A molecular biologist from Lomonosov Moscow State University together with foreign colleagues discovered a special mechanism of protein synthesis regulation that they called a "molecular timer". It controls the number of protein molecules produced by a cell and prevents the generation of extra molecules. When activated with drugs, such a timer may help efficiently combat cancerous tumors. The study was supported with a grant of the Russian Science Foundation (RSF), and its results were published in Nature journal.
A team of neuroscientists from the Champalimaud Centre for the Unknown (CCU), in Lisbon, Portugal, has discovered that were it not for specific taste neurons located in the fruit fly's proboscis (the equivalent of our tongue), the fly would not develop a craving for protein even when in excruciating need of it. The results, published in the journal eLife, could represent a step towards preventing the transmission of certain insect-borne human diseases.
Young people in care benefit from the psychological, emotional and social support gained via social media networks - according to new research from the University of East Anglia's Centre for Research on the Child and Family (CRCF).
Until now, the automatic assumption has been that platforms such as Facebook, Instagram and WhatsApp only pose a risk for this vulnerable group.
Man-made earthquakes in Oklahoma, USA, are strongly linked to the depth at which wastewater from the oil and gas industry are injected into the ground, according to a new study led by the University of Bristol.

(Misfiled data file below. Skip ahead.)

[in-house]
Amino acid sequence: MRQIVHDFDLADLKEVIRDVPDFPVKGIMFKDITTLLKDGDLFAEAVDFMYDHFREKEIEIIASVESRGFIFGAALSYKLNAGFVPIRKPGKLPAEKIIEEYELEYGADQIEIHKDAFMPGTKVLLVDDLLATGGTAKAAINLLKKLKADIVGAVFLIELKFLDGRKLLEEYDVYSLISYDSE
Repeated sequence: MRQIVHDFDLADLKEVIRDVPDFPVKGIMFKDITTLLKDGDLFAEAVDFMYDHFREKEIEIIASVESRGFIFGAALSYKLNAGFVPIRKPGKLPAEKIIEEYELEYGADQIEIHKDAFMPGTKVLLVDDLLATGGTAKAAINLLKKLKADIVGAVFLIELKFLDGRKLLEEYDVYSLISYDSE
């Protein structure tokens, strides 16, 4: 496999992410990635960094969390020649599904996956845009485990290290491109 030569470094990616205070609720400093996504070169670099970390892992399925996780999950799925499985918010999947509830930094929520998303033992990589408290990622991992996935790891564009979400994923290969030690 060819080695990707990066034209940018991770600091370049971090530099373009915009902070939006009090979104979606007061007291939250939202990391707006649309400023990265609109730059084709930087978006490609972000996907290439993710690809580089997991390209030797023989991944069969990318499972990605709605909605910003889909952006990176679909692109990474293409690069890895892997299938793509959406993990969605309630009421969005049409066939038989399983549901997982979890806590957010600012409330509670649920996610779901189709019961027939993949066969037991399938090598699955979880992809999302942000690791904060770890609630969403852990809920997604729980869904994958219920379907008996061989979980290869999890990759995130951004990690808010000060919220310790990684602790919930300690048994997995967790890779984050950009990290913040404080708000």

Oklahoma has been a seismic hotspot for the past decade, with the number of damaging earthquakes -- including the magnitude 5.8 Pawnee earthquake in 2016 -- regularly impacting on the lives of residents, leading to litigation against well operators.
Thousands of short RNA molecules with diverse genetic sequences serve as security guards to identify and silence attempts to invade the genome, such as DNA inserted by viruses or parasitic elements known as transposons.
The remarkable strength of ionic crystals is easily explained at the atomic scale: Positively and negatively charged atoms sit side by side in a periodic arrangement that repeats countless times. The strong electrostatic force in between keeps them together.
A neuron firing deep in the brain might sound a little like: Drumroll...cymbal crash! Drumroll...cymbal crash! Repeat. With emphasis on "repeat," according to a new study.
Novel computational methods have helped create the most information-packed universe-scale simulation ever produced. The new tool provides fresh insights into how black holes influence the distribution of dark matter, how heavy elements are produced and distributed throughout the cosmos, and where magnetic fields originate.
PULLMAN, Wash. - Washington State University researchers have found a way to more efficiently generate hydrogen from water - an important key to making clean energy more viable.
Using inexpensive nickel and iron, the researchers developed a very simple, five-minute method to create large amounts of a high-quality catalyst required for the chemical reaction to split water.
They describe their method in the February issue of the journal Nano Energy.
Updated results from a global clinical trial of the CAR T-cell therapy, tisagenlecleucel, a landmark personalized treatment for a high-risk form of acute lymphoblastic leukemia (ALL), reveal that children and young adults continued to show high rates of durable, complete remission of their disease. Most side effects were short-lived and reversible, according to a study published in the Feb. 1 issue of the New England Journal of Medicine.